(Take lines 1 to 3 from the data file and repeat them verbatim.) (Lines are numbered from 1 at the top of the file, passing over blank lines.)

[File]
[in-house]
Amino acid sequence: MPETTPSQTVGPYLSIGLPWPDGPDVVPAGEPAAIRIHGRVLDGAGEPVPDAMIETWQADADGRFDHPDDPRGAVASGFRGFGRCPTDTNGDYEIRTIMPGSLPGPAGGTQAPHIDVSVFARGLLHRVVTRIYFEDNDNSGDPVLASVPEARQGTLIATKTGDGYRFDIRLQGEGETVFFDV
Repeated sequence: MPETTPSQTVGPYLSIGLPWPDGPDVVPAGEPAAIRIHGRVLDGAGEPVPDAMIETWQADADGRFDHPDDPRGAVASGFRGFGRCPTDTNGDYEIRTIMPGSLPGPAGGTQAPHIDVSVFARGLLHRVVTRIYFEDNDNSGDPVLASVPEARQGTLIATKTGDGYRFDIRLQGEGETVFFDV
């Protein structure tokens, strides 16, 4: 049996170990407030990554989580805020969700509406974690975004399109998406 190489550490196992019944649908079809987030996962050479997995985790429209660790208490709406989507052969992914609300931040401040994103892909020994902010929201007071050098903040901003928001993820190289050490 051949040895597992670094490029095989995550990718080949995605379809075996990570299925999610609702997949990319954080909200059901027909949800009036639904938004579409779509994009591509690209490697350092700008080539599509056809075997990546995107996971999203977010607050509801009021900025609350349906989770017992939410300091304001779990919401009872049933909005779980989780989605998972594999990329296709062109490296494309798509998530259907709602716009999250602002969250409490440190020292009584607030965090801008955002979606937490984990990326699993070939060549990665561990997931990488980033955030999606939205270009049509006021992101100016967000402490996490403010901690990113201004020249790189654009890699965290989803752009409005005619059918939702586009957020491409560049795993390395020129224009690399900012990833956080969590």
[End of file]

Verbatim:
[in-house]
Amino acid sequence: MPETTPSQTVGPYLSIGLPWPDGPDVVPAGEPAAIRIHGRVLDGAGEPVPDAMIETWQADADGRFDHPDDPRGAVASGFRGFGRCPTDTNGDYEIRTIMPGSLPGPAGGTQAPHIDVSVFARGLLHRVVTRIYFEDNDNSGDPVLASVPEARQGTLIATKTGDGYRFDIRLQGEGETVFFDV
Repeated sequence: MPETTPSQTVGPYLSIGLPWPDGPDVVPAGEPAAIRIHGRVLDGAGEPVPDAMIETWQADADGRFDHPDDPRGAVASGFRGFGRCPTDTNGDYEIRTIMPGSLPGPAGGTQAPHIDVSVFARGLLHRVVTRIYFEDNDNSGDPVLASVPEARQGTLIATKTGDGYRFDIRLQGEGETVFFDV